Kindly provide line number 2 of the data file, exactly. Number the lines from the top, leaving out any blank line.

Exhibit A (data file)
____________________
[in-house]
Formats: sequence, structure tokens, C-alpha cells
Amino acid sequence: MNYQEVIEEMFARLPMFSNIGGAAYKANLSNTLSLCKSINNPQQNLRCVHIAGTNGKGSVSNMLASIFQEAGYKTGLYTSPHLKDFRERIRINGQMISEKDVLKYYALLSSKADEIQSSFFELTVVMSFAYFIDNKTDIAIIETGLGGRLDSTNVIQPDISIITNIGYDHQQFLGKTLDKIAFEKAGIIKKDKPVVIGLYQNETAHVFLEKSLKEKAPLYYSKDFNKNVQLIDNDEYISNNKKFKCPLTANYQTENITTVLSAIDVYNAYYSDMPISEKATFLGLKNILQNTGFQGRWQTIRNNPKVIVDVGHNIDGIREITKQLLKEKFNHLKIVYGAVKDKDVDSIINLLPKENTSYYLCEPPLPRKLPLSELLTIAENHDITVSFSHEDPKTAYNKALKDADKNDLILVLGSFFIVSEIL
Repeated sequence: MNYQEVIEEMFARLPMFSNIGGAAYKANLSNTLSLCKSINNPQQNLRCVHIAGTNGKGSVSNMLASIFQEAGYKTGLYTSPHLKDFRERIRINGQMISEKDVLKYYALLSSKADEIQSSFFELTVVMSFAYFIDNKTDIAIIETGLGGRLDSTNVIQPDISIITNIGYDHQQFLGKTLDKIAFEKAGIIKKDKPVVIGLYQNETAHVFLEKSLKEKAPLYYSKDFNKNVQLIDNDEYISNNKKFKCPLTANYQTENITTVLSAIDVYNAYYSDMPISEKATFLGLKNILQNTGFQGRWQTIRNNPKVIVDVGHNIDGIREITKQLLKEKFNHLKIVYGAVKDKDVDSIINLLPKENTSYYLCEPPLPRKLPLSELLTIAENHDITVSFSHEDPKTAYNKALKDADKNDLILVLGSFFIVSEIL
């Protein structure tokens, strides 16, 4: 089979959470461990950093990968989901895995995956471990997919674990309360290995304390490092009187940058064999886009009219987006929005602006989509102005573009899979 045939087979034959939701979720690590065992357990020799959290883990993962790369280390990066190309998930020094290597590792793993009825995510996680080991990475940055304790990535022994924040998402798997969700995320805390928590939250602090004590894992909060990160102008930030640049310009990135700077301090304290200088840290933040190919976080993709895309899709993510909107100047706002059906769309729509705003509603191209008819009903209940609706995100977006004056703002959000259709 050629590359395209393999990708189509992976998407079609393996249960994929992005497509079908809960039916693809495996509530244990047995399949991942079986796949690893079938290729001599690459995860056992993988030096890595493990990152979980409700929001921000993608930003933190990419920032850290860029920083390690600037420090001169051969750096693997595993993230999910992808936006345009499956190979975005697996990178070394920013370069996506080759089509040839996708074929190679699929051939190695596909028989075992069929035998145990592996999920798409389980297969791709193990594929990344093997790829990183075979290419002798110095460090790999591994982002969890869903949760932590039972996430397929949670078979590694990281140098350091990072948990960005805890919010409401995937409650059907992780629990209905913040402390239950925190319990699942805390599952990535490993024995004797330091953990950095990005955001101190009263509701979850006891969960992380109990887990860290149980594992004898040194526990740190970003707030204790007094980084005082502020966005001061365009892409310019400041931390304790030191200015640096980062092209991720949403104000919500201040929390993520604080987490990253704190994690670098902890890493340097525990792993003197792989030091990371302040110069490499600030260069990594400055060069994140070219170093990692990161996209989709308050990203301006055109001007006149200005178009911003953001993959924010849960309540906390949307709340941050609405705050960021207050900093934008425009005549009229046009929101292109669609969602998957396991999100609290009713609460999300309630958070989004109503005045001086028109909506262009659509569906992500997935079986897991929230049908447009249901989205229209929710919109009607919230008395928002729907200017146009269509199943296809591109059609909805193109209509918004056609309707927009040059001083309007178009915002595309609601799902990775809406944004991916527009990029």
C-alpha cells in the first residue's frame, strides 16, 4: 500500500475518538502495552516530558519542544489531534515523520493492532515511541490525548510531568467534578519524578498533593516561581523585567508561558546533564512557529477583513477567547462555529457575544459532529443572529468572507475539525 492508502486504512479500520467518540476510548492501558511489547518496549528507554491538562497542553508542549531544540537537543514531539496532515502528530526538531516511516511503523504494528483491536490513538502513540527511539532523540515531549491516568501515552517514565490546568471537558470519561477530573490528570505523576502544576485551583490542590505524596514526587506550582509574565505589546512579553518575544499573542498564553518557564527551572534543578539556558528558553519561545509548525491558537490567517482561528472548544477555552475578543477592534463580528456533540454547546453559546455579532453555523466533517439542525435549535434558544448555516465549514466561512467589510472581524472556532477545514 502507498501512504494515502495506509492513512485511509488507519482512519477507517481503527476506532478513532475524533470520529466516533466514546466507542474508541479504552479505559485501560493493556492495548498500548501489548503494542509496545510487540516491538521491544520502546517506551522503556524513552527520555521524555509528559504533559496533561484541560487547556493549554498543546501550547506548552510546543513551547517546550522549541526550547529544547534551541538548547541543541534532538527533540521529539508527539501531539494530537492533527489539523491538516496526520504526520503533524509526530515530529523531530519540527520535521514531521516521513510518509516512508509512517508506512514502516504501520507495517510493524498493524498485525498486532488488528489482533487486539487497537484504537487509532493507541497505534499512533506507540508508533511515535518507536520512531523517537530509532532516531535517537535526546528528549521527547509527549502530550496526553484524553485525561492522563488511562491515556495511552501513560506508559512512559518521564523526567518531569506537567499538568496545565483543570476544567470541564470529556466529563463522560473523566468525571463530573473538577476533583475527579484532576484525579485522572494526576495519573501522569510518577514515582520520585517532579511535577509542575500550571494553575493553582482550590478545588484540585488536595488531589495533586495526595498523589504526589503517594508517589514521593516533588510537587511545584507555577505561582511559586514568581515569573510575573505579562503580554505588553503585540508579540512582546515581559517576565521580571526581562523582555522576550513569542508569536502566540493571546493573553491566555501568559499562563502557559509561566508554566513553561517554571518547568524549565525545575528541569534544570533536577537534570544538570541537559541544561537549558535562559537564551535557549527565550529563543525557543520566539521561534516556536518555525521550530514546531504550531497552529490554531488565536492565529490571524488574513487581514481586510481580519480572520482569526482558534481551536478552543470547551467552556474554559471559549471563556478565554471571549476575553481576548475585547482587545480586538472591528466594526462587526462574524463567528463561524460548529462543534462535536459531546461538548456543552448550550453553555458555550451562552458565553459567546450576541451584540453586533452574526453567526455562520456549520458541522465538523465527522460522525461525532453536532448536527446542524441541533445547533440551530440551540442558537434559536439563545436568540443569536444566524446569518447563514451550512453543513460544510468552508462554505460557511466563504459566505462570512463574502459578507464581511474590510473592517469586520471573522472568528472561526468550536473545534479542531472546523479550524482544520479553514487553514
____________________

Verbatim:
Formats: sequence, structure tokens, C-alpha cells